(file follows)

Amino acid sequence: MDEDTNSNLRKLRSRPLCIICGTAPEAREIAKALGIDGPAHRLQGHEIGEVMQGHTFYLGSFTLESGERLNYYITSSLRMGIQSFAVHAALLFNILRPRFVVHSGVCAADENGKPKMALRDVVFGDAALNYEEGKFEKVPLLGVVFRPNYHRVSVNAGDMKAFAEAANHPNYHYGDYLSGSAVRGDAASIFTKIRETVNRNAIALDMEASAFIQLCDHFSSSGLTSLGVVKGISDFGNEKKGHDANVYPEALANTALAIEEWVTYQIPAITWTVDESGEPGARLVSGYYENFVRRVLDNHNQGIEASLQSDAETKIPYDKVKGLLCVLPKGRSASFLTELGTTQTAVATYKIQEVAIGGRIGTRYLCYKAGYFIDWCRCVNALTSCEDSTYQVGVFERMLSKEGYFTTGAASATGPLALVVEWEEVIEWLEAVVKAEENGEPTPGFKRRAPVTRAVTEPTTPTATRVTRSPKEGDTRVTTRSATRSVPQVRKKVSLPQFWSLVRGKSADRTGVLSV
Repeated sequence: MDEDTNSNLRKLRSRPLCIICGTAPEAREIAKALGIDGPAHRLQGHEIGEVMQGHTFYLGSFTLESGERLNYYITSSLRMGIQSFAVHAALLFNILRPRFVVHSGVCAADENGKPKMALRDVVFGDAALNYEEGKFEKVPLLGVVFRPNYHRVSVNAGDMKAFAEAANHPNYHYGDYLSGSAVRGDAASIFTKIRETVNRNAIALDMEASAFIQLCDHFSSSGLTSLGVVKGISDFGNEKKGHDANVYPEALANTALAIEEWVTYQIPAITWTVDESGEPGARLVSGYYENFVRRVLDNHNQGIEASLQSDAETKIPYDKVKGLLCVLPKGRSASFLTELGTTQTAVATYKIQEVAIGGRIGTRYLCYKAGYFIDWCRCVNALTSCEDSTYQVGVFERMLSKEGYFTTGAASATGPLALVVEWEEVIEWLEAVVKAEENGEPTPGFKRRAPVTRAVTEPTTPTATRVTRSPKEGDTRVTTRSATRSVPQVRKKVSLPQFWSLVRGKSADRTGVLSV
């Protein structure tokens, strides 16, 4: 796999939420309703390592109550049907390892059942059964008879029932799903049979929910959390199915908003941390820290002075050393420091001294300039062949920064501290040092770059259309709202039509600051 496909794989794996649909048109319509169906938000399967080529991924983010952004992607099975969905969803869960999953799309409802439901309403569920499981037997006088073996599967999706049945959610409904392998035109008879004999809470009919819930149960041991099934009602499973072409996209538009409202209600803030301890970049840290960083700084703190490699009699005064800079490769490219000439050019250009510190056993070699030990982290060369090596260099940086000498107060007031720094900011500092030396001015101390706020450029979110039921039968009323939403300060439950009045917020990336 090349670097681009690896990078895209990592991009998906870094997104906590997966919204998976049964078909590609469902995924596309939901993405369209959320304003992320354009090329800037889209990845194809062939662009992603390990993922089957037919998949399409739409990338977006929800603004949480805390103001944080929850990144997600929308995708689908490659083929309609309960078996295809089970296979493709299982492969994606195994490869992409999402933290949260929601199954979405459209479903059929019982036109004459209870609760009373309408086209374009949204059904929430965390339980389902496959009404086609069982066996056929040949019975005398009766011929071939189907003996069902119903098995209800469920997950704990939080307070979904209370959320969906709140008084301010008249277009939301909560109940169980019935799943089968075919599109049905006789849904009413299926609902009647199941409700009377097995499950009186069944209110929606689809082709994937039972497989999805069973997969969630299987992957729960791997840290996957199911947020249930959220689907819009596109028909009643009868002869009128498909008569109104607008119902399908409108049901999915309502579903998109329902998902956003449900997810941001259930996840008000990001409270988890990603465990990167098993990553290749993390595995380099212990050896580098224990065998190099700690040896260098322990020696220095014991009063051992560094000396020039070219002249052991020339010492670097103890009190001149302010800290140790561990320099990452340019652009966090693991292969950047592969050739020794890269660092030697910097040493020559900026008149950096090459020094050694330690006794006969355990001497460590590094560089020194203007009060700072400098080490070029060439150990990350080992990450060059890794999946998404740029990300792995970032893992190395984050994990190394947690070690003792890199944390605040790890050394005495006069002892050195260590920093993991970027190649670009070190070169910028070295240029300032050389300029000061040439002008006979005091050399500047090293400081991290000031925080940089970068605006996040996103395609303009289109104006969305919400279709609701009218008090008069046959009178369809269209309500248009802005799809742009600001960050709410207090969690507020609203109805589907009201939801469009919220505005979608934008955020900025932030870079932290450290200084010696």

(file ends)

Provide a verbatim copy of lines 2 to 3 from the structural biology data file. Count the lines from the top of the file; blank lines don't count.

Repeated sequence: MDEDTNSNLRKLRSRPLCIICGTAPEAREIAKALGIDGPAHRLQGHEIGEVMQGHTFYLGSFTLESGERLNYYITSSLRMGIQSFAVHAALLFNILRPRFVVHSGVCAADENGKPKMALRDVVFGDAALNYEEGKFEKVPLLGVVFRPNYHRVSVNAGDMKAFAEAANHPNYHYGDYLSGSAVRGDAASIFTKIRETVNRNAIALDMEASAFIQLCDHFSSSGLTSLGVVKGISDFGNEKKGHDANVYPEALANTALAIEEWVTYQIPAITWTVDESGEPGARLVSGYYENFVRRVLDNHNQGIEASLQSDAETKIPYDKVKGLLCVLPKGRSASFLTELGTTQTAVATYKIQEVAIGGRIGTRYLCYKAGYFIDWCRCVNALTSCEDSTYQVGVFERMLSKEGYFTTGAASATGPLALVVEWEEVIEWLEAVVKAEENGEPTPGFKRRAPVTRAVTEPTTPTATRVTRSPKEGDTRVTTRSATRSVPQVRKKVSLPQFWSLVRGKSADRTGVLSV
């Protein structure tokens, strides 16, 4: 796999939420309703390592109550049907390892059942059964008879029932799903049979929910959390199915908003941390820290002075050393420091001294300039062949920064501290040092770059259309709202039509600051 496909794989794996649909048109319509169906938000399967080529991924983010952004992607099975969905969803869960999953799309409802439901309403569920499981037997006088073996599967999706049945959610409904392998035109008879004999809470009919819930149960041991099934009602499973072409996209538009409202209600803030301890970049840290960083700084703190490699009699005064800079490769490219000439050019250009510190056993070699030990982290060369090596260099940086000498107060007031720094900011500092030396001015101390706020450029979110039921039968009323939403300060439950009045917020990336 090349670097681009690896990078895209990592991009998906870094997104906590997966919204998976049964078909590609469902995924596309939901993405369209959320304003992320354009090329800037889209990845194809062939662009992603390990993922089957037919998949399409739409990338977006929800603004949480805390103001944080929850990144997600929308995708689908490659083929309609309960078996295809089970296979493709299982492969994606195994490869992409999402933290949260929601199954979405459209479903059929019982036109004459209870609760009373309408086209374009949204059904929430965390339980389902496959009404086609069982066996056929040949019975005398009766011929071939189907003996069902119903098995209800469920997950704990939080307070979904209370959320969906709140008084301010008249277009939301909560109940169980019935799943089968075919599109049905006789849904009413299926609902009647199941409700009377097995499950009186069944209110929606689809082709994937039972497989999805069973997969969630299987992957729960791997840290996957199911947020249930959220689907819009596109028909009643009868002869009128498909008569109104607008119902399908409108049901999915309502579903998109329902998902956003449900997810941001259930996840008000990001409270988890990603465990990167098993990553290749993390595995380099212990050896580098224990065998190099700690040896260098322990020696220095014991009063051992560094000396020039070219002249052991020339010492670097103890009190001149302010800290140790561990320099990452340019652009966090693991292969950047592969050739020794890269660092030697910097040493020559900026008149950096090459020094050694330690006794006969355990001497460590590094560089020194203007009060700072400098080490070029060439150990990350080992990450060059890794999946998404740029990300792995970032893992190395984050994990190394947690070690003792890199944390605040790890050394005495006069002892050195260590920093993991970027190649670009070190070169910028070295240029300032050389300029000061040439002008006979005091050399500047090293400081991290000031925080940089970068605006996040996103395609303009289109104006969305919400279709609701009218008090008069046959009178369809269209309500248009802005799809742009600001960050709410207090969690507020609203109805589907009201939801469009919220505005979608934008955020900025932030870079932290450290200084010696």